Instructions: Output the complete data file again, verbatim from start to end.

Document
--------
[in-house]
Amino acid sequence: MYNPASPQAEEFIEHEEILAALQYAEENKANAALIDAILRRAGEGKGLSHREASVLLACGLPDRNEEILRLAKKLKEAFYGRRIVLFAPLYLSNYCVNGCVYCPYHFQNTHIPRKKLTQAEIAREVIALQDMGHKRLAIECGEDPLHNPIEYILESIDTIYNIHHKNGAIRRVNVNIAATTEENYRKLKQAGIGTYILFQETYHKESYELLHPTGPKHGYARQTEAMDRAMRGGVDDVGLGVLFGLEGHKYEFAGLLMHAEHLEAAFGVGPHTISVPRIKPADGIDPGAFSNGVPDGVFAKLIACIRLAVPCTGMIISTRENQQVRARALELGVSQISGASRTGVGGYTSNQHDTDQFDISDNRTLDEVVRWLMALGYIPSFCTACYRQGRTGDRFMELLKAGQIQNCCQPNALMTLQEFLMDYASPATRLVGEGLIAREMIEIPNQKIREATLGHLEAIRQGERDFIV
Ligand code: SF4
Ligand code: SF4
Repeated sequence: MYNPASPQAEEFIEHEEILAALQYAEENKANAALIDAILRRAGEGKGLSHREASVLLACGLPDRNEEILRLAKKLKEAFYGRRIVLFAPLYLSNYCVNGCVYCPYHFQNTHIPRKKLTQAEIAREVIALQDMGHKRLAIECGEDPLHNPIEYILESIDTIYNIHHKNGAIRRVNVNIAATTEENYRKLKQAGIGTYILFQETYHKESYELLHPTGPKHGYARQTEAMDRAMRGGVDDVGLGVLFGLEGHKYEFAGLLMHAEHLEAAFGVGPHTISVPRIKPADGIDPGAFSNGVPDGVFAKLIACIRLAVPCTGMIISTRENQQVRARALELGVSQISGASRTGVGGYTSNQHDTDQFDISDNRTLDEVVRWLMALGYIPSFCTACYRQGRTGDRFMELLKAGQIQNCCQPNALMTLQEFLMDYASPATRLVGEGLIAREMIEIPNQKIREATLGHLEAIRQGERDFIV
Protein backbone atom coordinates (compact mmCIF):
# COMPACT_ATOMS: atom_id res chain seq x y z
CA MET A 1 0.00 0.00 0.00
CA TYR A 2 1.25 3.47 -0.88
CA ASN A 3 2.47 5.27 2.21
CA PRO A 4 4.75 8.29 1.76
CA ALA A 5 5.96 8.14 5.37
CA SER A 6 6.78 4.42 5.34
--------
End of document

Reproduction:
[in-house]
Amino acid sequence: MYNPASPQAEEFIEHEEILAALQYAEENKANAALIDAILRRAGEGKGLSHREASVLLACGLPDRNEEILRLAKKLKEAFYGRRIVLFAPLYLSNYCVNGCVYCPYHFQNTHIPRKKLTQAEIAREVIALQDMGHKRLAIECGEDPLHNPIEYILESIDTIYNIHHKNGAIRRVNVNIAATTEENYRKLKQAGIGTYILFQETYHKESYELLHPTGPKHGYARQTEAMDRAMRGGVDDVGLGVLFGLEGHKYEFAGLLMHAEHLEAAFGVGPHTISVPRIKPADGIDPGAFSNGVPDGVFAKLIACIRLAVPCTGMIISTRENQQVRARALELGVSQISGASRTGVGGYTSNQHDTDQFDISDNRTLDEVVRWLMALGYIPSFCTACYRQGRTGDRFMELLKAGQIQNCCQPNALMTLQEFLMDYASPATRLVGEGLIAREMIEIPNQKIREATLGHLEAIRQGERDFIV
Ligand code: SF4
Ligand code: SF4
Repeated sequence: MYNPASPQAEEFIEHEEILAALQYAEENKANAALIDAILRRAGEGKGLSHREASVLLACGLPDRNEEILRLAKKLKEAFYGRRIVLFAPLYLSNYCVNGCVYCPYHFQNTHIPRKKLTQAEIAREVIALQDMGHKRLAIECGEDPLHNPIEYILESIDTIYNIHHKNGAIRRVNVNIAATTEENYRKLKQAGIGTYILFQETYHKESYELLHPTGPKHGYARQTEAMDRAMRGGVDDVGLGVLFGLEGHKYEFAGLLMHAEHLEAAFGVGPHTISVPRIKPADGIDPGAFSNGVPDGVFAKLIACIRLAVPCTGMIISTRENQQVRARALELGVSQISGASRTGVGGYTSNQHDTDQFDISDNRTLDEVVRWLMALGYIPSFCTACYRQGRTGDRFMELLKAGQIQNCCQPNALMTLQEFLMDYASPATRLVGEGLIAREMIEIPNQKIREATLGHLEAIRQGERDFIV
Protein backbone atom coordinates (compact mmCIF):
# COMPACT_ATOMS: atom_id res chain seq x y z
CA MET A 1 0.00 0.00 0.00
CA TYR A 2 1.25 3.47 -0.88
CA ASN A 3 2.47 5.27 2.21
CA PRO A 4 4.75 8.29 1.76
CA ALA A 5 5.96 8.14 5.37
CA SER A 6 6.78 4.42 5.34